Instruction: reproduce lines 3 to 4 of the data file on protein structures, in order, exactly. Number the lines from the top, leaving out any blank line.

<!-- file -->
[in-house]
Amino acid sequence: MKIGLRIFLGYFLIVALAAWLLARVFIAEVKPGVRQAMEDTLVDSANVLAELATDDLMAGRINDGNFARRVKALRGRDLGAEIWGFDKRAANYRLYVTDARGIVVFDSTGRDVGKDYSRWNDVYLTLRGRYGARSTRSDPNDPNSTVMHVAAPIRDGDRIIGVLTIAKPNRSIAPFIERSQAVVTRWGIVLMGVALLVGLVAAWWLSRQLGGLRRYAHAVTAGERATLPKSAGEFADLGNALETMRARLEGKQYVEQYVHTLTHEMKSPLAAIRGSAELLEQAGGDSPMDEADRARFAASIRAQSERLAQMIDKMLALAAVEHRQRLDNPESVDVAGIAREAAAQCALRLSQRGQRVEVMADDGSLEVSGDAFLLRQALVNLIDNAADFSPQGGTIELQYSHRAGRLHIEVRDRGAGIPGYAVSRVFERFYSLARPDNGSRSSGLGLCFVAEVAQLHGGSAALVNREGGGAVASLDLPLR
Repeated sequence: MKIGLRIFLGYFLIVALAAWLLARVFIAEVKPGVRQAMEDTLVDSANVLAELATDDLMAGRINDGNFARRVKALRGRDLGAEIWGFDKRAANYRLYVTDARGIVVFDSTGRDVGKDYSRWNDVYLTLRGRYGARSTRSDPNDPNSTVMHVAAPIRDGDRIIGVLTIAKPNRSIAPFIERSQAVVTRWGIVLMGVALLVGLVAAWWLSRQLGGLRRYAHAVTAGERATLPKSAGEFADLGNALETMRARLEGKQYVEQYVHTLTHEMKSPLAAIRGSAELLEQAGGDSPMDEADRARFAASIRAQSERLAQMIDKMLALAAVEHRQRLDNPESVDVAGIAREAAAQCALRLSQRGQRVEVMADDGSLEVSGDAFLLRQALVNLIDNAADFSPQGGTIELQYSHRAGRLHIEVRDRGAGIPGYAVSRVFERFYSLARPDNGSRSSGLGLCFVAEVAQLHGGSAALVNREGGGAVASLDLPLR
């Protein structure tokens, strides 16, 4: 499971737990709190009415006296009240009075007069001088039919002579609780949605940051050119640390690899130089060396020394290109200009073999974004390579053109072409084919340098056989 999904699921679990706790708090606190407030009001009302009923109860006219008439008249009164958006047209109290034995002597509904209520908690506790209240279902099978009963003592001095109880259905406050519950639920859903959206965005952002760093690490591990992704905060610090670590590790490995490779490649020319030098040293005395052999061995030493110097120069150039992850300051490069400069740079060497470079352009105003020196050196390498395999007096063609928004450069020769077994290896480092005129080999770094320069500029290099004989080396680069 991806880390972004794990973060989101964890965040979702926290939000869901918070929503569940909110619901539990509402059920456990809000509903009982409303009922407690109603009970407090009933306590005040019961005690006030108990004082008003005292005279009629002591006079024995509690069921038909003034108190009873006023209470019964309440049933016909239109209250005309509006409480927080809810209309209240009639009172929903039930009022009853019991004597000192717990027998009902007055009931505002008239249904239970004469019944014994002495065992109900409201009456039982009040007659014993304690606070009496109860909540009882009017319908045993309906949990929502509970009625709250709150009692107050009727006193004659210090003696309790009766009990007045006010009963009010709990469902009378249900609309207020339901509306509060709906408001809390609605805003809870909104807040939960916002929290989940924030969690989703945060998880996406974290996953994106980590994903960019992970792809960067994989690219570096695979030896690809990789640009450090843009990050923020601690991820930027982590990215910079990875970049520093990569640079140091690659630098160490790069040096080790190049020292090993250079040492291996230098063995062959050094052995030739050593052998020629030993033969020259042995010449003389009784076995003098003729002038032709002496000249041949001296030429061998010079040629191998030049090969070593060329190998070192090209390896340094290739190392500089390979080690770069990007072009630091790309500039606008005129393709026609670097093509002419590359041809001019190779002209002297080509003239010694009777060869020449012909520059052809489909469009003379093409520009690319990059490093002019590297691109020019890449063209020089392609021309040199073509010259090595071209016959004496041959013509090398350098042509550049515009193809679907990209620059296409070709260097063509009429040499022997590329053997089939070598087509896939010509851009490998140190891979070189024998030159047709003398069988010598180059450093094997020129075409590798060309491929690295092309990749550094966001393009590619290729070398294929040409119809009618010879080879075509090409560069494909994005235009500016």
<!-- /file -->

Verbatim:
Repeated sequence: MKIGLRIFLGYFLIVALAAWLLARVFIAEVKPGVRQAMEDTLVDSANVLAELATDDLMAGRINDGNFARRVKALRGRDLGAEIWGFDKRAANYRLYVTDARGIVVFDSTGRDVGKDYSRWNDVYLTLRGRYGARSTRSDPNDPNSTVMHVAAPIRDGDRIIGVLTIAKPNRSIAPFIERSQAVVTRWGIVLMGVALLVGLVAAWWLSRQLGGLRRYAHAVTAGERATLPKSAGEFADLGNALETMRARLEGKQYVEQYVHTLTHEMKSPLAAIRGSAELLEQAGGDSPMDEADRARFAASIRAQSERLAQMIDKMLALAAVEHRQRLDNPESVDVAGIAREAAAQCALRLSQRGQRVEVMADDGSLEVSGDAFLLRQALVNLIDNAADFSPQGGTIELQYSHRAGRLHIEVRDRGAGIPGYAVSRVFERFYSLARPDNGSRSSGLGLCFVAEVAQLHGGSAALVNREGGGAVASLDLPLR
């Protein structure tokens, strides 16, 4: 499971737990709190009415006296009240009075007069001088039919002579609780949605940051050119640390690899130089060396020394290109200009073999974004390579053109072409084919340098056989 999904699921679990706790708090606190407030009001009302009923109860006219008439008249009164958006047209109290034995002597509904209520908690506790209240279902099978009963003592001095109880259905406050519950639920859903959206965005952002760093690490591990992704905060610090670590590790490995490779490649020319030098040293005395052999061995030493110097120069150039992850300051490069400069740079060497470079352009105003020196050196390498395999007096063609928004450069020769077994290896480092005129080999770094320069500029290099004989080396680069 991806880390972004794990973060989101964890965040979702926290939000869901918070929503569940909110619901539990509402059920456990809000509903009982409303009922407690109603009970407090009933306590005040019961005690006030108990004082008003005292005279009629002591006079024995509690069921038909003034108190009873006023209470019964309440049933016909239109209250005309509006409480927080809810209309209240009639009172929903039930009022009853019991004597000192717990027998009902007055009931505002008239249904239970004469019944014994002495065992109900409201009456039982009040007659014993304690606070009496109860909540009882009017319908045993309906949990929502509970009625709250709150009692107050009727006193004659210090003696309790009766009990007045006010009963009010709990469902009378249900609309207020339901509306509060709906408001809390609605805003809870909104807040939960916002929290989940924030969690989703945060998880996406974290996953994106980590994903960019992970792809960067994989690219570096695979030896690809990789640009450090843009990050923020601690991820930027982590990215910079990875970049520093990569640079140091690659630098160490790069040096080790190049020292090993250079040492291996230098063995062959050094052995030739050593052998020629030993033969020259042995010449003389009784076995003098003729002038032709002496000249041949001296030429061998010079040629191998030049090969070593060329190998070192090209390896340094290739190392500089390979080690770069990007072009630091790309500039606008005129393709026609670097093509002419590359041809001019190779002209002297080509003239010694009777060869020449012909520059052809489909469009003379093409520009690319990059490093002019590297691109020019890449063209020089392609021309040199073509010259090595071209016959004496041959013509090398350098042509550049515009193809679907990209620059296409070709260097063509009429040499022997590329053997089939070598087509896939010509851009490998140190891979070189024998030159047709003398069988010598180059450093094997020129075409590798060309491929690295092309990749550094966001393009590619290729070398294929040409119809009618010879080879075509090409560069494909994005235009500016």